By Catherine Mallette
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Now the first of December was covered with snow
And so was the turnpike from Stockbridge to Boston
Lord, the Berkshires seemed dream-like on account of that frosting…
No, no. There is no snow. It is a hot, sweltering July night, but still, the Berkshires do seem dreamlike, magical even, and the crowd roars its approval.
After all, life is good. James Taylor is onstage at Tanglewood, that venerable outdoor amphitheater in western Massachusetts’ Berkshire Mountains. Summer home of the Boston Symphony Orchestra since the 1930s, the Lenox venue features a covered stage and seating known as the Music Shed, but, more enchantingly, it also boasts acres of lush green lawn surrounded by towering pines and topped, as the evening goes on, by an inky sky bedazzled with stars.
This is practically Taylor’s back yard. He has a home about 10 minutes down the road, and locals say he is frequently seen in Stockbridge, a slip of a town incorporated in 1739 and also about five to 10 minutes from the theater.
The crowd, mainly middle- to late-middle-age folks who have been fans of the singer for decades, loves him. His voice, filling the vast outdoor space, sounds exactly like it did when they listened to him on vinyl. Tonight, they’ve brought their baby, their blanket and their bucket of beer.
But wait, as they say, there’s more. Taylor is onstage with Carole King as part of their 2010 Troubadour Reunion tour. She has been belting out hit after hit and at 68 seems better than ever. And just when the crowd has been lulled into a “Dear Lord, could this concert be any better?” state of tranquility, Taylor says he has a special guest, and Yo-Yo Ma appears, cello in hand, joining the group for a sublime version of Sweet Baby James.
I break into a grin from ear to ear, as Taylor would say, and suddenly it’s perfectly clear: That’s why we’re here.
While Ticketmaster was raking in the bucks with the American Idol tour this summer, a tour that seemed to be getting an inordinate amount of media coverage, my husband, David, and I decided to take a different tack. We bought tickets online to the Tanglewood concert, booked a cottage room for three nights at a historic inn in Lenox and embarked on a sort of American Icon tour, intent on rediscovering some of our nation’s vacation classics. Seeking Nature and Culture, we set off to lose ourselves in the tiny rural triangle of Stockbridge, Lee and Lenox, Mass.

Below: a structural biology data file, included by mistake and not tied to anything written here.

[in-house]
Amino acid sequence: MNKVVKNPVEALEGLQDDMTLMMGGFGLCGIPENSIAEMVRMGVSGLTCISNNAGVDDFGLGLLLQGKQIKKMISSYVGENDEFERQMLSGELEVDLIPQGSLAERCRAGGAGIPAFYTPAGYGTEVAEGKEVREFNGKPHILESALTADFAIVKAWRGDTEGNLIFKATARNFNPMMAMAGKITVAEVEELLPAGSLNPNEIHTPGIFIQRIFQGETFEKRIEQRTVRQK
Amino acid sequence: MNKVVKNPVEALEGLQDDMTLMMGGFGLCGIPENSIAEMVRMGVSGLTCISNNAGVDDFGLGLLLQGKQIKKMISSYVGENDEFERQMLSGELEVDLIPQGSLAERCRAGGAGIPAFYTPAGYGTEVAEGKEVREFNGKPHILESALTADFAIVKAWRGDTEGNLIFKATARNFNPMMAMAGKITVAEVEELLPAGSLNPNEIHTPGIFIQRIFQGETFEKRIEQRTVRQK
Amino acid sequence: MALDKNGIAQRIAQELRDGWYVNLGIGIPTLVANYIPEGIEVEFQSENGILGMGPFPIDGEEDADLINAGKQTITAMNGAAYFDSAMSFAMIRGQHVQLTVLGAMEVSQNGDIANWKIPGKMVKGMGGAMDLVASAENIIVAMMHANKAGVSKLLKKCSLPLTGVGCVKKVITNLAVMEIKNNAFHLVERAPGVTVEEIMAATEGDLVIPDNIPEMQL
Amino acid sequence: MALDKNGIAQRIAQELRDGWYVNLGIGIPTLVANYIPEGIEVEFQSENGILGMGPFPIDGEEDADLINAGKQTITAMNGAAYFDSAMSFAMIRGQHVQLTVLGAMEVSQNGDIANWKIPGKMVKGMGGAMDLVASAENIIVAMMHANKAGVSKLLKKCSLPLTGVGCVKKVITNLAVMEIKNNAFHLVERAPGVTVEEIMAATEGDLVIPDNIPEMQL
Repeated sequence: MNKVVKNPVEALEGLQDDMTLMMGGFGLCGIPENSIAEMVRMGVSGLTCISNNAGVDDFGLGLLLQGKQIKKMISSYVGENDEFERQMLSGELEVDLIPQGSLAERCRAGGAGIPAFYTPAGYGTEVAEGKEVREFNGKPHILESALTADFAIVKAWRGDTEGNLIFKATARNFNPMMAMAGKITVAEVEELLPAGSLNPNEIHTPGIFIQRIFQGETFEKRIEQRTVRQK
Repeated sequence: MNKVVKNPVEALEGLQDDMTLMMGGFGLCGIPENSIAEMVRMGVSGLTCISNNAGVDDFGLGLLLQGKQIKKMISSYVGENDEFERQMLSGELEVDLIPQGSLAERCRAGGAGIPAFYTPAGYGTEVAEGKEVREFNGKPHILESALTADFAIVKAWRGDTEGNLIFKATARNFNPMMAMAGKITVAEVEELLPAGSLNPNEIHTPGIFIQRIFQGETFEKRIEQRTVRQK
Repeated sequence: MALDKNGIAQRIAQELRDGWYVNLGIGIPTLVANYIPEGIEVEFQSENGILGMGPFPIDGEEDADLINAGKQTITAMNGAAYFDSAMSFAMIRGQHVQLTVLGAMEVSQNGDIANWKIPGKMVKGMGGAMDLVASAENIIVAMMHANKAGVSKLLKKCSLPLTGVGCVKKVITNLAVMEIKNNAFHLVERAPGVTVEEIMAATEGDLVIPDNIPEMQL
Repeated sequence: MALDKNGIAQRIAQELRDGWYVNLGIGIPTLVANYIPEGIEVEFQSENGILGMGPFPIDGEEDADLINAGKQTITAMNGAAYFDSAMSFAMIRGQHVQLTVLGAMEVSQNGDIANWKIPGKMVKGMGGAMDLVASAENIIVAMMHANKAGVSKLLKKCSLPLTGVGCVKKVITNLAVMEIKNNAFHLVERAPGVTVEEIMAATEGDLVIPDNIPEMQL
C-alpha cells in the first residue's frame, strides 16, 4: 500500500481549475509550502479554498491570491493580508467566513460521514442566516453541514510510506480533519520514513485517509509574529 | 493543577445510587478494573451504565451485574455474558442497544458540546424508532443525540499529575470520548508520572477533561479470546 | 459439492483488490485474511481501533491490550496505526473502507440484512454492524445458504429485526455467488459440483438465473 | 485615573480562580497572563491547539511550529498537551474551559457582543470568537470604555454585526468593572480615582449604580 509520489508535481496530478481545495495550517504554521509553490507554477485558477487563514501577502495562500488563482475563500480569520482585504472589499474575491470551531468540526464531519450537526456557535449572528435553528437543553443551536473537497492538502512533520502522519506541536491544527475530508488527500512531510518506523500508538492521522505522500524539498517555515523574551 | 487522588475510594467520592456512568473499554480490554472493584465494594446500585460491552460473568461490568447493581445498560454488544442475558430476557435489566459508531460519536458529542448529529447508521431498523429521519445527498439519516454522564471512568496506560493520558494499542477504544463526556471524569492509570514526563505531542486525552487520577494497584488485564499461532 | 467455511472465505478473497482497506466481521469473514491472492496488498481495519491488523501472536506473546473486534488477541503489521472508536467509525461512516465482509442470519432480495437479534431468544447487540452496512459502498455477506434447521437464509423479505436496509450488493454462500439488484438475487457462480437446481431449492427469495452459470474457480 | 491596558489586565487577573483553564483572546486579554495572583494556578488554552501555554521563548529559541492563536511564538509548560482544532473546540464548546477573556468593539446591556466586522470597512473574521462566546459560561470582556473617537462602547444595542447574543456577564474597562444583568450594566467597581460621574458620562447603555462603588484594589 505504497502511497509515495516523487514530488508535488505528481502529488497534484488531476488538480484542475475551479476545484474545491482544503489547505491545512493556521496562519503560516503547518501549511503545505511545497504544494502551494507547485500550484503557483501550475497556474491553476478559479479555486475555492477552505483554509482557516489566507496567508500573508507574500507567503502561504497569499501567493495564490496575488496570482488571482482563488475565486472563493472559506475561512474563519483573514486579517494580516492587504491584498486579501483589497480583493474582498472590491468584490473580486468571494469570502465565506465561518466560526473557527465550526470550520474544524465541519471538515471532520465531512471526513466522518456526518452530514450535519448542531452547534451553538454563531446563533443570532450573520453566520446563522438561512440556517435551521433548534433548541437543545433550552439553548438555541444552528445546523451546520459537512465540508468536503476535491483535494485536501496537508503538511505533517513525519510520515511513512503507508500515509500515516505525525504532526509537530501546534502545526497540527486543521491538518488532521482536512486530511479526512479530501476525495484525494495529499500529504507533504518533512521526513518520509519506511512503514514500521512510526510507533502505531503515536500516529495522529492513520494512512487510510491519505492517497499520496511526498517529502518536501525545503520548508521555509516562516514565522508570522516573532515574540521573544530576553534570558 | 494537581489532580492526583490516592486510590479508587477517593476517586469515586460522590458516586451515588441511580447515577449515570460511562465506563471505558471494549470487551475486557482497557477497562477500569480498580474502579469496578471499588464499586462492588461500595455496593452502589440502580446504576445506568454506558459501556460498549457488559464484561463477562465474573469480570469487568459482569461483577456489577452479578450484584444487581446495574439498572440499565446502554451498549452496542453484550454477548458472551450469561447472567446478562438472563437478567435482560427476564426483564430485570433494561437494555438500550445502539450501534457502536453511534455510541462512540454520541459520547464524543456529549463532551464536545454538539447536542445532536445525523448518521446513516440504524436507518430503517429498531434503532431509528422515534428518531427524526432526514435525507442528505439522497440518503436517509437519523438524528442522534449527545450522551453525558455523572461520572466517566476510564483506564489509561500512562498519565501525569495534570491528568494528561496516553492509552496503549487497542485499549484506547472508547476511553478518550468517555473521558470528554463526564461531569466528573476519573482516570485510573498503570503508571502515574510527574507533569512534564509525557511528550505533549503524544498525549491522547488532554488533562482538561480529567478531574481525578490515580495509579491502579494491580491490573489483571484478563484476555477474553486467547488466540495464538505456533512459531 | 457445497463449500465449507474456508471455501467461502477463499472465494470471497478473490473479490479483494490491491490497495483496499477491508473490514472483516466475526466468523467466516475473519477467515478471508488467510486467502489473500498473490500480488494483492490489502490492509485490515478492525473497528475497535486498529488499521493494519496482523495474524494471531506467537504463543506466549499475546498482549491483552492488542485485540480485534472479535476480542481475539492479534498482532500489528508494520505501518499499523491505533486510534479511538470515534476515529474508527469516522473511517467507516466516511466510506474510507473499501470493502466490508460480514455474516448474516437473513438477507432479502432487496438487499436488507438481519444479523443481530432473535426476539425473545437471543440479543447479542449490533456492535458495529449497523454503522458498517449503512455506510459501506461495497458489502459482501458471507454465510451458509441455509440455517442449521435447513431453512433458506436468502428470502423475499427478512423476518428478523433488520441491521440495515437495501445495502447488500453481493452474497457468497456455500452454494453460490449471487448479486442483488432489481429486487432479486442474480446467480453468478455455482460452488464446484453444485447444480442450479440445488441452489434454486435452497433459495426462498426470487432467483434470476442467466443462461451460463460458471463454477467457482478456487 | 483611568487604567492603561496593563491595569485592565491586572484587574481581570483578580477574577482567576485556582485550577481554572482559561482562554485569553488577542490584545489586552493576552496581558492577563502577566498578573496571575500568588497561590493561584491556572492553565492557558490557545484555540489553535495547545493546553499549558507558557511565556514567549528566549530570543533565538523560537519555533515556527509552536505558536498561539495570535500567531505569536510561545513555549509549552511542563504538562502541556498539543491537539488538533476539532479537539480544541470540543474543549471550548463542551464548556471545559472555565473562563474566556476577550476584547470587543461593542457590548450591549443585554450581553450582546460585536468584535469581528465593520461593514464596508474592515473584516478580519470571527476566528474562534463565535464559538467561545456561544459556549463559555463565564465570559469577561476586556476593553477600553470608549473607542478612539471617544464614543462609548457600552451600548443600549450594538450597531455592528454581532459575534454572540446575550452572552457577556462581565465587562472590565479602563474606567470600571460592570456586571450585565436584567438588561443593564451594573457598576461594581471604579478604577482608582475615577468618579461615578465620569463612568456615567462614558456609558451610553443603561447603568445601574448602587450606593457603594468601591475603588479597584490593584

Icon: The Berkshires
As we drive into the Berkshires from the east, on the MassPike, they slowly capture our attention with vista upon vista of thickly treed slopes. In the summer, it is like approaching a rural Emerald City — no big buildings, no billboards. Just dense green foliage as far as the eye can see.
Our base for this trip is the Garden Gables Inn, a charming place on the edge of downtown Lenox, which began its days as a home built in 1780. It turns out to be a perfect home away from home. Our cottage room is located away from the main house, but in the mornings we find ourselves looking forward to the delicious, abundant breakfast served in the main house’s dining room and porch. We read the papers that are available to guests, and try omelets, waffles, granola and yogurt. We chat with the well-informed innkeepers, who help us plot our day, and we eavesdrop on other guests as they do the same. The inn also boasts a 100-year-old pool, a concrete behemoth that beckons us at the end of each day with its clear, cooling waters.1Next
Great article about a couple from Texas visiting the Berkshires and doing all the right things – tanglewood, Rockwell, Pillow, Arcadian, Lenox, Stockbridge…. If anyone is wondering locally why people come from far away to visit us, read this article. Beauty, nature, culture, peace, civility, experience.